Microbiomes in the environment can be expected to be significantly controlled by the availability of nutrients and therefore by cooperation – or competition – to use these resources for biological growth. Iron is a critical micro-nutrient with extremely low availability at neutral or basic pH values. Acidic soils, on the other hand, can often carry a high concentration of toxic metals. Little is known about the importance of trace-metal limitation or toxicity in the field – specifically, there is nearly no insight into the distribution of secreted microbial and fungal iron shuttles (siderophores) and other metal sequestering compounds in the field: what are their structures and how are they used, what is their role in plant pathology, do they play a role in metal detoxification and uptake of other trace-metals? Since iron limitation in soil is a fundamental kinetic problem, what are the rates with which secreted molecules can solubilize and shuttle iron during growth?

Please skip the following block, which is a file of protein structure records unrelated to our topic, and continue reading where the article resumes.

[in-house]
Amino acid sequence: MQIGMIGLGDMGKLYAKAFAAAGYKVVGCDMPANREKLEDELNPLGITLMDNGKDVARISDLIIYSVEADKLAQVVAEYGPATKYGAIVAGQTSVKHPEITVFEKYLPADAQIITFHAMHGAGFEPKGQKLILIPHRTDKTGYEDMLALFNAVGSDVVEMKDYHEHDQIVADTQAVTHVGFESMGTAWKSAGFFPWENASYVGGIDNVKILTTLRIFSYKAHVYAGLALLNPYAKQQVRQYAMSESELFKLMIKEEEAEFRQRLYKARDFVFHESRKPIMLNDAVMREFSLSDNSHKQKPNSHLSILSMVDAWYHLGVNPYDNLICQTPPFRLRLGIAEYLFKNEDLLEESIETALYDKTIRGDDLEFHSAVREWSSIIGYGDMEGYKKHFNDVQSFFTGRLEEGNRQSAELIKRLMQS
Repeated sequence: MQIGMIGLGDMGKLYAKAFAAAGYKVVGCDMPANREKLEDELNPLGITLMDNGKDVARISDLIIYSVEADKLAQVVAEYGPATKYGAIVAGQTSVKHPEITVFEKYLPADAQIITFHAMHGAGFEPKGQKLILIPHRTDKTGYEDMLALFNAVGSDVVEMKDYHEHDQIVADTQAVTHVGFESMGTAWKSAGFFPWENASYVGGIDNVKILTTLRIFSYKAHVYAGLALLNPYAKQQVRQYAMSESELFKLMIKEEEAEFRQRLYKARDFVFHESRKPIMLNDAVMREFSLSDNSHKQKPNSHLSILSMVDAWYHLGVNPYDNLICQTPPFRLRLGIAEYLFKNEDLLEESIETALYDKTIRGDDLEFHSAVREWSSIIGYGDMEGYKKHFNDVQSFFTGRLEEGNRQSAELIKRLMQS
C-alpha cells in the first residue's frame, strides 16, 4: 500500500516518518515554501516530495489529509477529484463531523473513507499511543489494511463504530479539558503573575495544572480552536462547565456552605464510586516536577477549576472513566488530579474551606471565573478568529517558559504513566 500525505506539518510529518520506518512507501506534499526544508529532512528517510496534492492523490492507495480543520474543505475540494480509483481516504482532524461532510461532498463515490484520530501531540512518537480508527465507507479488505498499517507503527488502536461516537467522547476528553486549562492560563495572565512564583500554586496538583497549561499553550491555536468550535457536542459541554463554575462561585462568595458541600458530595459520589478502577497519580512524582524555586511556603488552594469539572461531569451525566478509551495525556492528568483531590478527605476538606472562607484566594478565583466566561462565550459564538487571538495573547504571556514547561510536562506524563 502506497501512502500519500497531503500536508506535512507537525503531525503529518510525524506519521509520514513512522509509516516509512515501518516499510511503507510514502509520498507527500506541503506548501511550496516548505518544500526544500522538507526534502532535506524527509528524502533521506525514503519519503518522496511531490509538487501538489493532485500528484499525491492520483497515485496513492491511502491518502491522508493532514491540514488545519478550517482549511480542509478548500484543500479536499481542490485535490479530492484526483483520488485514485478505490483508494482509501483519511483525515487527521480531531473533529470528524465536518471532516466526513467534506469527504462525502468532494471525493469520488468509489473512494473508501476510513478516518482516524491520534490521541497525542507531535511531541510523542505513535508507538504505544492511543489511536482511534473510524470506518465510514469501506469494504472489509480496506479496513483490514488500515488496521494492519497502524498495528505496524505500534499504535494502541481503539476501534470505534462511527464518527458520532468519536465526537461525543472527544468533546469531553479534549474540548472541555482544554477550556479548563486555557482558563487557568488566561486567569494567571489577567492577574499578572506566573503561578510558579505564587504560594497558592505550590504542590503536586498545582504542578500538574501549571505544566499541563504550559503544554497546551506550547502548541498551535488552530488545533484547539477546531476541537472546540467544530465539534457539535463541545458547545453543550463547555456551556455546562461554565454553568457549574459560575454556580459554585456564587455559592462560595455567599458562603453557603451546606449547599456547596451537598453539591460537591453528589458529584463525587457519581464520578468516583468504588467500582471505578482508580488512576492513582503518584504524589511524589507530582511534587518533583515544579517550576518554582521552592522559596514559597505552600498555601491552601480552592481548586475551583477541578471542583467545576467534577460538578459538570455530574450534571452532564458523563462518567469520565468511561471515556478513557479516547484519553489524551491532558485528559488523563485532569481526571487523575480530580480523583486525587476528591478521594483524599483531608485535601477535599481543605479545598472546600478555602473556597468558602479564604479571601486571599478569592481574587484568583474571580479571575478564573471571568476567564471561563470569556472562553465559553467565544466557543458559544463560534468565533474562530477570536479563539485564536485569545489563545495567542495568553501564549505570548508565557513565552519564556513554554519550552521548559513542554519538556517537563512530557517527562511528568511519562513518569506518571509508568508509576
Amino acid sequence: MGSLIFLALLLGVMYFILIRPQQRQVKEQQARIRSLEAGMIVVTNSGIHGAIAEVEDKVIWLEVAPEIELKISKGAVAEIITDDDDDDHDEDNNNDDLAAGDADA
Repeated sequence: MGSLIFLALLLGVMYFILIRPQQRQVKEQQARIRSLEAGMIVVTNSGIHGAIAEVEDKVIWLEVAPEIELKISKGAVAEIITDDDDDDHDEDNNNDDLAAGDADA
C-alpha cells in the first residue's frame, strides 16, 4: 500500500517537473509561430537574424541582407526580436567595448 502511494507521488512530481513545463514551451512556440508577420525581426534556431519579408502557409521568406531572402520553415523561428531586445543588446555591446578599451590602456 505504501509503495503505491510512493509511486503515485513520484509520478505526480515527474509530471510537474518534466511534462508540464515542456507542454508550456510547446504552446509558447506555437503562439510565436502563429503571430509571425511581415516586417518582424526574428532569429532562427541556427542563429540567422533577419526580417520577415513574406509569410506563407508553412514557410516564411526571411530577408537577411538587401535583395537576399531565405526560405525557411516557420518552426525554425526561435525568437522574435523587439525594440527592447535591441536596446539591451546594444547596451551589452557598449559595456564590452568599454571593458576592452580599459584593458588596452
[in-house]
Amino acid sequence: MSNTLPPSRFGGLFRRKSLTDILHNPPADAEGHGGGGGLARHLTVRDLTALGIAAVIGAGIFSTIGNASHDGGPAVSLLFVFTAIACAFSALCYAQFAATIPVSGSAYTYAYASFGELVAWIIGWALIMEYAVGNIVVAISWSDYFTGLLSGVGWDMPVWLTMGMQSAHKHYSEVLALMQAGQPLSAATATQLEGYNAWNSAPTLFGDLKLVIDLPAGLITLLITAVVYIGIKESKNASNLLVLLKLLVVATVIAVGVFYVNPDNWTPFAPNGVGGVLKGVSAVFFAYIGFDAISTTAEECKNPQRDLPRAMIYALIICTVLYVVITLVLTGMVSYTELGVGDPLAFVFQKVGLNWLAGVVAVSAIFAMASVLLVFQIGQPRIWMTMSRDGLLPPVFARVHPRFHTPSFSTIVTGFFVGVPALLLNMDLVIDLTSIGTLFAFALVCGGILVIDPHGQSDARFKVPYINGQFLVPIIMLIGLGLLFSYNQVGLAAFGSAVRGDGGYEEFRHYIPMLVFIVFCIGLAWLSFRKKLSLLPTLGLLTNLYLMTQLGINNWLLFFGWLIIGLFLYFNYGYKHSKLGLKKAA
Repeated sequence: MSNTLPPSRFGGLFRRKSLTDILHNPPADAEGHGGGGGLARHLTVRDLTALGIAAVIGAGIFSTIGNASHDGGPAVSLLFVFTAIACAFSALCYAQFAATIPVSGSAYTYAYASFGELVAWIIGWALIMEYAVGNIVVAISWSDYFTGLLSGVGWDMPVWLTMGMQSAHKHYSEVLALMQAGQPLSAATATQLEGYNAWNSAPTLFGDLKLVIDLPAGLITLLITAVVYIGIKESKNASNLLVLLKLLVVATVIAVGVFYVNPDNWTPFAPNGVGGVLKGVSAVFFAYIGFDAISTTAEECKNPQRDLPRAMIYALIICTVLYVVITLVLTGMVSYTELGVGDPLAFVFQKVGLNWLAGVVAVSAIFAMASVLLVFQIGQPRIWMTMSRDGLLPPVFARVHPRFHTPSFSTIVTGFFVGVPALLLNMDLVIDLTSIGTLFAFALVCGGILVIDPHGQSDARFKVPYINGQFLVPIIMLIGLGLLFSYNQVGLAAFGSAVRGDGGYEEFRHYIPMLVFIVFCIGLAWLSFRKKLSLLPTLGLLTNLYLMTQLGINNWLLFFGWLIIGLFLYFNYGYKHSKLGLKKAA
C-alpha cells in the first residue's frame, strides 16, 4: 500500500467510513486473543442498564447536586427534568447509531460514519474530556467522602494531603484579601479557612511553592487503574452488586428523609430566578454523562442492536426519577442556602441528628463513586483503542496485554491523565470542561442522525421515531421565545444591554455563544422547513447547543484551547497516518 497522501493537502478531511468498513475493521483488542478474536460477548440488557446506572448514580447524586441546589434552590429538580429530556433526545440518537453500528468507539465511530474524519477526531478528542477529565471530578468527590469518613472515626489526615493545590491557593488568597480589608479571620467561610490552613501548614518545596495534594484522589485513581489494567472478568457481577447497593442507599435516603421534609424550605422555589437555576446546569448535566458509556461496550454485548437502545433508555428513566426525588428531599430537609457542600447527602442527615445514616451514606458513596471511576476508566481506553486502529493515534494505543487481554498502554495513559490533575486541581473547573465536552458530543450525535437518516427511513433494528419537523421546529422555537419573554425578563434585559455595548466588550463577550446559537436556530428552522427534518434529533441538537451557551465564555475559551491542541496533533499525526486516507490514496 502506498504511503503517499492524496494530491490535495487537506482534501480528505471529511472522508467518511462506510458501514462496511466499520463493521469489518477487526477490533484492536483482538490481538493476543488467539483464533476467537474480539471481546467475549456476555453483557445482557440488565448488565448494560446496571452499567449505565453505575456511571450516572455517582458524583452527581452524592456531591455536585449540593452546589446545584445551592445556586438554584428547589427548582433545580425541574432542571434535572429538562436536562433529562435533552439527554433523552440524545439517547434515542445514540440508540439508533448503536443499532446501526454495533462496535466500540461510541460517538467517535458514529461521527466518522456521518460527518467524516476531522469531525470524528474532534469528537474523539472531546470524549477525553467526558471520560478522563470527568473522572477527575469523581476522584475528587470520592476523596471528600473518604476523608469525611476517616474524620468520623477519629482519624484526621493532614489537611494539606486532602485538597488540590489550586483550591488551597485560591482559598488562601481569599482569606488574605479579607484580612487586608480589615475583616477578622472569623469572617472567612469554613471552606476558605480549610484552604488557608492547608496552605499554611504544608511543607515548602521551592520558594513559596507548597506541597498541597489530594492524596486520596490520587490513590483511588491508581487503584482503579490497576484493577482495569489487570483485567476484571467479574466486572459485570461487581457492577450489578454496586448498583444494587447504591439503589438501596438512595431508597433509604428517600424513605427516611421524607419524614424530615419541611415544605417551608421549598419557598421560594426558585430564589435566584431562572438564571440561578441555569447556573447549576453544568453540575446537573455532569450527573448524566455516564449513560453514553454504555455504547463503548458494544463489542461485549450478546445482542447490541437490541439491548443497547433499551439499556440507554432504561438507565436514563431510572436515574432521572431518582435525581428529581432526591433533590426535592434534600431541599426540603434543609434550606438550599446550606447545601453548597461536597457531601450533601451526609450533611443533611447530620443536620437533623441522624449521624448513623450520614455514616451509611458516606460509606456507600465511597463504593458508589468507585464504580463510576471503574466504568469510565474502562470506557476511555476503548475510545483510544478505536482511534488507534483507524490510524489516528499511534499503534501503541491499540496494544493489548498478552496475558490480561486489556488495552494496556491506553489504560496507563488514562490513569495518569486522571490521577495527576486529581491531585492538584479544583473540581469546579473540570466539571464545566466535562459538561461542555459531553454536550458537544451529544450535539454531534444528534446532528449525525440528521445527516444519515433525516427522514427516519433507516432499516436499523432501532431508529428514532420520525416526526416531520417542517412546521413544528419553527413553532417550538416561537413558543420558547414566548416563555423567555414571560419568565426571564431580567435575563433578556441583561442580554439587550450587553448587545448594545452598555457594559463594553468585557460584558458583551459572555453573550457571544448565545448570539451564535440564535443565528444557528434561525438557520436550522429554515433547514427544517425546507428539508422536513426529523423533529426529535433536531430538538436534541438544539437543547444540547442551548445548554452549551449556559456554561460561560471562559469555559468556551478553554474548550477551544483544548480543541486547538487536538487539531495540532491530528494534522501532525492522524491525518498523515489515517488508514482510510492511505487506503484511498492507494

We developed chelomics – a new metabolomic approach for discovery and characterization of metal chelating compounds in complex samples. The application of chelomics has revealed unprecedented siderophore chemistries and large families of structurally related compounds originating from a single biosynthetic gene cluster. Specific chelators may be secreted to take up trace-metals other than iron, or to detoxify heavy metals. Extending these fundamental studies about soil trace-metal microbiology and chemistry, we are expanding our research for system-wide investigations how microbiome interactions via small molecules are shaped by the availability of nutrient resources.